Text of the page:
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Margot Susanna Adler
April 6, 1946-July 28, 2014


Memorial (Roger Hawkins video)
October 31, 2014, 3 pm
All Souls Unitarian Church
1157 Lexington Avenue (E 80th Street)
New York City


7/31/2014, North Country Public Radio, Me and Margot, Brian Mann,
"When the work was done and our stories filed, Margot thought out loud-in an email to me from New York City-about her own political awakening.

'When I was 18, I was in the free speech movement at Berkeley, and we won,' she wrote. 'And it made me a totally glass half full person, forever, although I have been sorely tried in the last 25 years.'

That sensibility informed her reporting, I think, and her absolutely brilliant style of storytelling-optimistic, curious, but also skeptical."


California Magazine
Winter 2014
Obit by Michael Kershner

"At Berkeley, she became a political science major and an active member of the Free Speech Movement. In her 1997 memoir, Heretic's Heart: A Journey Through Spirit and Revolution, Adler chronicles how her time at Berkeley shaped her life as an activist. 'Here politics was seen as a life-and-death struggle,' she wrote, 'and argument was ecstasy. Caring intensely was not only good, but would surely change the world for the better.' Adler went on to receive a master's degree from the Columbia University Graduate School of Journalism and was a Neiman Fellow at Harvard University in 1982."


Little mention has been made of Margot's political life; as a UC Berkeley Freshmen, she became a proud participant in the Free Speech Movement in 1964 and remained true to her democratic and progressive political values throughout her life, while maintaining her integrity as a journalist. She was eagerly looking forward to participating in the Free Speech Movement 50th Anniversary Reunion this fall. We will miss her presence in our world.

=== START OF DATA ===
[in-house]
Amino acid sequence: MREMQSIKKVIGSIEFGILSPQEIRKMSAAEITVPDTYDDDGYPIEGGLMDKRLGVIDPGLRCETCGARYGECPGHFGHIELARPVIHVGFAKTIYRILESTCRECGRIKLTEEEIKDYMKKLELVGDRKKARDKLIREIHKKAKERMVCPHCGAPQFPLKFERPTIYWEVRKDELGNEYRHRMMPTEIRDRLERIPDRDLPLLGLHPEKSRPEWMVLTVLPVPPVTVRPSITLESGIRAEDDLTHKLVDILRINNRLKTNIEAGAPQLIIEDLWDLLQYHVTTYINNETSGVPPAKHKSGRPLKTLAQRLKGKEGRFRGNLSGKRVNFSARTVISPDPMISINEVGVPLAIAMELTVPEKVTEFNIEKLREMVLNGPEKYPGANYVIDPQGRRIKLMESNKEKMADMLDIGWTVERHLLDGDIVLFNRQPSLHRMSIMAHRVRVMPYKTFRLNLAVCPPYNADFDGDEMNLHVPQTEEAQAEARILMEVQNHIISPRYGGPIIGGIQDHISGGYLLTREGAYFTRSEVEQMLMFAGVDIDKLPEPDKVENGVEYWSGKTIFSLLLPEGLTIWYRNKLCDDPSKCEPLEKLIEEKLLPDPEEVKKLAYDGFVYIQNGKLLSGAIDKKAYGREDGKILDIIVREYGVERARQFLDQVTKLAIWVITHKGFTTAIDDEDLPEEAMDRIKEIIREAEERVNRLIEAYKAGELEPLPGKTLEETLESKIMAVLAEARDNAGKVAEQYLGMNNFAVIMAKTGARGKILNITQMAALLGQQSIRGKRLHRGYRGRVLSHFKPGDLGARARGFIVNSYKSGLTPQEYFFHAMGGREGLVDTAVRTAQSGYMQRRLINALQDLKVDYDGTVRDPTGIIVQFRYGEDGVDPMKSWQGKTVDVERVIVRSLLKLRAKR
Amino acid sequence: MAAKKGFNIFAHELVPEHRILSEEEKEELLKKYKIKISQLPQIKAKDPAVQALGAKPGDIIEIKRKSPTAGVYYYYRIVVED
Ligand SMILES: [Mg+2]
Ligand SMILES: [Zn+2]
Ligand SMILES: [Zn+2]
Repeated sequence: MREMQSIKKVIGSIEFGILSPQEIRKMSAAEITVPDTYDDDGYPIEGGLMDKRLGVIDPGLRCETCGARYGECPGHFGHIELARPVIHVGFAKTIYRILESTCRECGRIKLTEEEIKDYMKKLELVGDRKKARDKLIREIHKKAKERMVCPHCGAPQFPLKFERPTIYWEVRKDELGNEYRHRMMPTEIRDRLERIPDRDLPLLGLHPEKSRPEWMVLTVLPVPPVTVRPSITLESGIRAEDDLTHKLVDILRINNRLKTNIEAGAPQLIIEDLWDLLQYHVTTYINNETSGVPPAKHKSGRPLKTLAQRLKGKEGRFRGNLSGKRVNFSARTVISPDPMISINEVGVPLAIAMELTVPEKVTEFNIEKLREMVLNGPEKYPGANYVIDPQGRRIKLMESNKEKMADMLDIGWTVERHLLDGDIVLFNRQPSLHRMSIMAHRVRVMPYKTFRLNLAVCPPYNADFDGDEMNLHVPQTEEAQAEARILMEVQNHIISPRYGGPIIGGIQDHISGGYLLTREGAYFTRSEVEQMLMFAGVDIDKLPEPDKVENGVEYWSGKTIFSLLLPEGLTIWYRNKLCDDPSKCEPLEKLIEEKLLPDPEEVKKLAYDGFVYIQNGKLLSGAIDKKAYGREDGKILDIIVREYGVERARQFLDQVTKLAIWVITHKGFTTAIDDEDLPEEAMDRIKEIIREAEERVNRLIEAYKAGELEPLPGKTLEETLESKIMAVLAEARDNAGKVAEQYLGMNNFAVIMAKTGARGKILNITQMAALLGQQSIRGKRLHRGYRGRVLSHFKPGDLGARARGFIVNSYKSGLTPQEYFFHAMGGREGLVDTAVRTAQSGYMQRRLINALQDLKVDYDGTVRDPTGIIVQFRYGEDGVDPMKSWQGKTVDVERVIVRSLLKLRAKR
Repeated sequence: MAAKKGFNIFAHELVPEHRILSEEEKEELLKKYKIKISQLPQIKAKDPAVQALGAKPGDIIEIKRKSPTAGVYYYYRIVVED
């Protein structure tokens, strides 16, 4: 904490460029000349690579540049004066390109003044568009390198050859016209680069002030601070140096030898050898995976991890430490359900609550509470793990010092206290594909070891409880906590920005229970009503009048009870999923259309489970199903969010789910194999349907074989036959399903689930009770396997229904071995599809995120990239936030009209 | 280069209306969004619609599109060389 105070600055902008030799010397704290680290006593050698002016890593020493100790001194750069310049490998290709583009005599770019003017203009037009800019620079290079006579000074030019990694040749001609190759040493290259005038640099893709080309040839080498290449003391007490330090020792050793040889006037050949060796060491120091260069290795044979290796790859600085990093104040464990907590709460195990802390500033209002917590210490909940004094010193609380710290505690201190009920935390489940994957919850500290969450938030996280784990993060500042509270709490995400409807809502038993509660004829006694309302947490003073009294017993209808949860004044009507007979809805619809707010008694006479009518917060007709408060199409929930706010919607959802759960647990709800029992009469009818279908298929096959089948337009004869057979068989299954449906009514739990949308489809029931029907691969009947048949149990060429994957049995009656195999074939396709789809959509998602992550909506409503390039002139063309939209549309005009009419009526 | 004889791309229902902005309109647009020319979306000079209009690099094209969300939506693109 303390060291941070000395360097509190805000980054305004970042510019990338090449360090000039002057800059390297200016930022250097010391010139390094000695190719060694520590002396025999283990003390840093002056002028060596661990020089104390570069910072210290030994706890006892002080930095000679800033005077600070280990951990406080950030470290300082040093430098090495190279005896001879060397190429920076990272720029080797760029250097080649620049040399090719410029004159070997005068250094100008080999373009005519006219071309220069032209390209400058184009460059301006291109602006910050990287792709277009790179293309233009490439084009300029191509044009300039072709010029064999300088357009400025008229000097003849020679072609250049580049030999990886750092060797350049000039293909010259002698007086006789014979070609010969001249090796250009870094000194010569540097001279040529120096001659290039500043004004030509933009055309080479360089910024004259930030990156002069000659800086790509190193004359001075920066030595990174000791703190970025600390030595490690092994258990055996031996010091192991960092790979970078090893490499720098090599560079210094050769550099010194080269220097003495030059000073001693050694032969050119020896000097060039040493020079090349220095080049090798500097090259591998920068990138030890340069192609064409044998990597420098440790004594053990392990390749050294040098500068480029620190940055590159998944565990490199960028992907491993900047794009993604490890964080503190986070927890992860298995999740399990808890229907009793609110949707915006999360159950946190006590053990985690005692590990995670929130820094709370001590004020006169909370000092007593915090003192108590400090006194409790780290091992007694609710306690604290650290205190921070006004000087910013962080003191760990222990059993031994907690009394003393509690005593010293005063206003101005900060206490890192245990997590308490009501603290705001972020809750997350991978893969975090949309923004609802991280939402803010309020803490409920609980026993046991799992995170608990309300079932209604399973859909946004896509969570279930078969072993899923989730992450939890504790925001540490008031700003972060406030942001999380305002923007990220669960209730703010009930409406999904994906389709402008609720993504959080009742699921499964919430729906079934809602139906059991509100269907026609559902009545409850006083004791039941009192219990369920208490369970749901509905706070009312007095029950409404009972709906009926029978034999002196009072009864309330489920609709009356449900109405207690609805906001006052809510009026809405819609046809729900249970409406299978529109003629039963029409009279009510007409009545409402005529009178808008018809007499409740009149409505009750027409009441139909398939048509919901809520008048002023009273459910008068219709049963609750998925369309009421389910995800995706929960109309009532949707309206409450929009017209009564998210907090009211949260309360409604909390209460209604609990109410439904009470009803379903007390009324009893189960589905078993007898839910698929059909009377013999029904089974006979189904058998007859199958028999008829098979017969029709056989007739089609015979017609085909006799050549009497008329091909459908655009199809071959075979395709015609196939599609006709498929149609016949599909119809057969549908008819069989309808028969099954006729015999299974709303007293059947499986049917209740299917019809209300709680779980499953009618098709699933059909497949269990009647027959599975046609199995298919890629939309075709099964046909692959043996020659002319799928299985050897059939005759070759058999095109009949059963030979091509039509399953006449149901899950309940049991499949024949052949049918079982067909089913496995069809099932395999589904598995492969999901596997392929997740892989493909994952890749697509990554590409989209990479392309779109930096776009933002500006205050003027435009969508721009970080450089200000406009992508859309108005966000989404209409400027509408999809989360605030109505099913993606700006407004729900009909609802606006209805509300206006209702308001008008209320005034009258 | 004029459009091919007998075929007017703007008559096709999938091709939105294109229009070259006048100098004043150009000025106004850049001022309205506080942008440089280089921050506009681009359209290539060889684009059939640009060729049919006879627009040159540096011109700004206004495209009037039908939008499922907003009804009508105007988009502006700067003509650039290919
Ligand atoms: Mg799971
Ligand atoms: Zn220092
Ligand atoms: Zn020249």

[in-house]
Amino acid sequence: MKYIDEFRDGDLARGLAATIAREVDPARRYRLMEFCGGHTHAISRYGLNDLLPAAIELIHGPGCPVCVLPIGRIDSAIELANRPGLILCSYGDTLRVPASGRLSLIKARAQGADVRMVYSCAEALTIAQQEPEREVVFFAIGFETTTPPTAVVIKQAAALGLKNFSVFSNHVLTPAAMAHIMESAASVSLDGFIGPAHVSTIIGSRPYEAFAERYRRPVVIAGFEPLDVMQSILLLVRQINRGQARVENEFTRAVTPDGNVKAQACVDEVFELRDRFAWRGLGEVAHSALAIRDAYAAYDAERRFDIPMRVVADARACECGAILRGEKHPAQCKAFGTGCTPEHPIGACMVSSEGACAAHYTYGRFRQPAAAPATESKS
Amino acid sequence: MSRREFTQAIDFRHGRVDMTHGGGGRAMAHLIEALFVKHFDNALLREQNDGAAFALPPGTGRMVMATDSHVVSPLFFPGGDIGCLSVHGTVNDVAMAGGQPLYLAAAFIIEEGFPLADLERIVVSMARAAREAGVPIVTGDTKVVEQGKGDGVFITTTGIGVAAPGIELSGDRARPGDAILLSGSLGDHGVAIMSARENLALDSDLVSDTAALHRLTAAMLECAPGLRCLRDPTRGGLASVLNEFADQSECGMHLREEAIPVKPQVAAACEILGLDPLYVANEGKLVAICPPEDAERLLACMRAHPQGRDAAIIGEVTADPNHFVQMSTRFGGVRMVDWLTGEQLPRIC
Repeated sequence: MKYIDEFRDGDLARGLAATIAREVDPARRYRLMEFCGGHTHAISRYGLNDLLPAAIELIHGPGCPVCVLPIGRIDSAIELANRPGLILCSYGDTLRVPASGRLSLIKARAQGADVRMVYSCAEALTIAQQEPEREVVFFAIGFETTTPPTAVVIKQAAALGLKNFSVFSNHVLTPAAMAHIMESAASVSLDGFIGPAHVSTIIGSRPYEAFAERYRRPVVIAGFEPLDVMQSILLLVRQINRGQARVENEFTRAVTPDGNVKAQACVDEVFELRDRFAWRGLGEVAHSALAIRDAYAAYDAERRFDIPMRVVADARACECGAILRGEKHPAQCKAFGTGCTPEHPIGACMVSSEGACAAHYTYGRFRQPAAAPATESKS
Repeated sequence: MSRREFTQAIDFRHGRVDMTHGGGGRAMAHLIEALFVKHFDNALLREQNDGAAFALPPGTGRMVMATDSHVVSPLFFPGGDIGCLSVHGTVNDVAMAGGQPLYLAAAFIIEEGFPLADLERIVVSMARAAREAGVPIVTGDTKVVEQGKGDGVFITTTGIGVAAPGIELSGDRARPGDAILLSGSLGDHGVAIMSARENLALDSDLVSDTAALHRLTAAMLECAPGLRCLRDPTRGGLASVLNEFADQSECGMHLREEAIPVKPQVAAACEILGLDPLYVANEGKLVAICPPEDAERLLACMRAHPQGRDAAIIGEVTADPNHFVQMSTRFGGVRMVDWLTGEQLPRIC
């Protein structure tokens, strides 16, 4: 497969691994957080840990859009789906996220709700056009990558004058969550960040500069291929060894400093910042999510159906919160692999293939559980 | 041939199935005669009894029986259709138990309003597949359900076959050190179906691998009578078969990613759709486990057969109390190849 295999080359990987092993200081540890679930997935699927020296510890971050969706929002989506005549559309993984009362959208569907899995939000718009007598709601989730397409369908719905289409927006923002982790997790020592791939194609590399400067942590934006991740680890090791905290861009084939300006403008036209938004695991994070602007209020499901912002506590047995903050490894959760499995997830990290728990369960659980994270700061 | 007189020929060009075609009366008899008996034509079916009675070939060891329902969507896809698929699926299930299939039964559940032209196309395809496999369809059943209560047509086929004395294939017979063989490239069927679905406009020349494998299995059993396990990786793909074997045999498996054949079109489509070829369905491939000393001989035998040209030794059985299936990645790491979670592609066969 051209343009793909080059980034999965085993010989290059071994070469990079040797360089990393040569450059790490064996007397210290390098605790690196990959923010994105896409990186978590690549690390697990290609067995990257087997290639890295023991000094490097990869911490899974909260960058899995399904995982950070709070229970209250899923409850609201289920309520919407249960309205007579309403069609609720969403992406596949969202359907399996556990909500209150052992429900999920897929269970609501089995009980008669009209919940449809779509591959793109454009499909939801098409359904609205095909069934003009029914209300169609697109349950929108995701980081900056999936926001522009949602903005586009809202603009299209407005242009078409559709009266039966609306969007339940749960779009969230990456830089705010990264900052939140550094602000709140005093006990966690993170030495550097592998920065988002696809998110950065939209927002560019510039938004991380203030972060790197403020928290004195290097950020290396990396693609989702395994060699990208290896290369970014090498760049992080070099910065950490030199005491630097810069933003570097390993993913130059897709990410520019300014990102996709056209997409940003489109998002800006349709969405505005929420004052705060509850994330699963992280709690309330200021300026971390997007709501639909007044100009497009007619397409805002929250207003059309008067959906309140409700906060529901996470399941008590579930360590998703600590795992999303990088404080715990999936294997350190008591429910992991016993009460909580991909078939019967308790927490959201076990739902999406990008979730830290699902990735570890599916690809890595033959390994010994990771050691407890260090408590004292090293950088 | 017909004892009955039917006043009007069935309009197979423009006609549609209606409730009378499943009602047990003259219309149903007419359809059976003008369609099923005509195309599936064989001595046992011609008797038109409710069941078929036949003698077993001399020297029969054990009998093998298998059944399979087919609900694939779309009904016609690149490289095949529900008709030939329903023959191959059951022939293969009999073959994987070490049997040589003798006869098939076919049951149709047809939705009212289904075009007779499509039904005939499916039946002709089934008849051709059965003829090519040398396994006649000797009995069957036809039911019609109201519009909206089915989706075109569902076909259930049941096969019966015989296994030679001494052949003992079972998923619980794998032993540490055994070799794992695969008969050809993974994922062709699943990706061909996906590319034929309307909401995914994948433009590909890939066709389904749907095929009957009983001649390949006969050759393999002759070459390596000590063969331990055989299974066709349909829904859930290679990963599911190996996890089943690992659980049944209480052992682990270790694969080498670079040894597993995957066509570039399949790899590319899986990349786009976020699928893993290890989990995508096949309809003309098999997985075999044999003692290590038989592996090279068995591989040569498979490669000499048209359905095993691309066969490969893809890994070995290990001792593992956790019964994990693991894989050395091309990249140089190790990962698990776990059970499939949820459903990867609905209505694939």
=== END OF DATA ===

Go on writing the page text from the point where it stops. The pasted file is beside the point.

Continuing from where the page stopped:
Lynne Hollander

This is a terrible loss. Margot was a great person, writer, journalist, and a compassionate activist. Our NY FSM-A meeting last year at her apt. was a joy.

Back in 2002 when friends and colleagues here at NYU saw the notice for the party for the FSM book Reggie and I edited at which she was a featured speaker some thought they didn't know her work. I told them that whether they knew it or not they'd heard her brilliant reports on NPR many times. So I told them when she started speaking to close their eyes for a moment and listen to that familiar and eloquent radio voice. Sure enough, they all knew Margot's voice, and it was as if they were re-connecting with an old friend.

In my decade in Georgia the radio waves were dominated by depressing and ignorant right wing talk radio -- sjo NPR was a lifeline of insightful, progressive radio, and Margot helped make it so.

I will miss her.

Robby Cohen


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